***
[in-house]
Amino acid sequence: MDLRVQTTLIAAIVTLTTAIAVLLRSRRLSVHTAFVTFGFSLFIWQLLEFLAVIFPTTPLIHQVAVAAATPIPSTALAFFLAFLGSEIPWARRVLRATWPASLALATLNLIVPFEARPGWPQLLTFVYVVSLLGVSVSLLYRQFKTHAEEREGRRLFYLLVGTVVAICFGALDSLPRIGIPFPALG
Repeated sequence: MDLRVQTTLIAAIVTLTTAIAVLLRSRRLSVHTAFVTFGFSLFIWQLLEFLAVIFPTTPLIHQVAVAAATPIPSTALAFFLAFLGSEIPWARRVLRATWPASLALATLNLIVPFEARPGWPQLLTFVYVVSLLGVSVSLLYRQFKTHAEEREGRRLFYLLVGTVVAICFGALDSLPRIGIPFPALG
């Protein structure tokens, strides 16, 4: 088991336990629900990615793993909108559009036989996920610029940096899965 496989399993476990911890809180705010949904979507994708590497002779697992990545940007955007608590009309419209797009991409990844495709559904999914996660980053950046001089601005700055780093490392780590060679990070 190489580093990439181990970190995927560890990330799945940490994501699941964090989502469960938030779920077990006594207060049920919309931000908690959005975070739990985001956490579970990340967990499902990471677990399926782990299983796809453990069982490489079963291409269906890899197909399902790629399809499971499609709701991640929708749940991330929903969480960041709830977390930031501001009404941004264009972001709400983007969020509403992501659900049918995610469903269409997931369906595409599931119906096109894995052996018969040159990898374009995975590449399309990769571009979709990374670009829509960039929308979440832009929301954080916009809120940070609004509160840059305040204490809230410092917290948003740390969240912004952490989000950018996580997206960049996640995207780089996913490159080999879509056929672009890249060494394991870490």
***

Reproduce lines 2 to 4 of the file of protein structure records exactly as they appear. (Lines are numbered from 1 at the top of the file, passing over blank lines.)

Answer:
Amino acid sequence: MDLRVQTTLIAAIVTLTTAIAVLLRSRRLSVHTAFVTFGFSLFIWQLLEFLAVIFPTTPLIHQVAVAAATPIPSTALAFFLAFLGSEIPWARRVLRATWPASLALATLNLIVPFEARPGWPQLLTFVYVVSLLGVSVSLLYRQFKTHAEEREGRRLFYLLVGTVVAICFGALDSLPRIGIPFPALG
Repeated sequence: MDLRVQTTLIAAIVTLTTAIAVLLRSRRLSVHTAFVTFGFSLFIWQLLEFLAVIFPTTPLIHQVAVAAATPIPSTALAFFLAFLGSEIPWARRVLRATWPASLALATLNLIVPFEARPGWPQLLTFVYVVSLLGVSVSLLYRQFKTHAEEREGRRLFYLLVGTVVAICFGALDSLPRIGIPFPALG
């Protein structure tokens, strides 16, 4: 088991336990629900990615793993909108559009036989996920610029940096899965 496989399993476990911890809180705010949904979507994708590497002779697992990545940007955007608590009309419209797009991409990844495709559904999914996660980053950046001089601005700055780093490392780590060679990070 190489580093990439181990970190995927560890990330799945940490994501699941964090989502469960938030779920077990006594207060049920919309931000908690959005975070739990985001956490579970990340967990499902990471677990399926782990299983796809453990069982490489079963291409269906890899197909399902790629399809499971499609709701991640929708749940991330929903969480960041709830977390930031501001009404941004264009972001709400983007969020509403992501659900049918995610469903269409997931369906595409599931119906096109894995052996018969040159990898374009995975590449399309990769571009979709990374670009829509960039929308979440832009929301954080916009809120940070609004509160840059305040204490809230410092917290948003740390969240912004952490989000950018996580997206960049996640995207780089996913490159080999879509056929672009890249060494394991870490």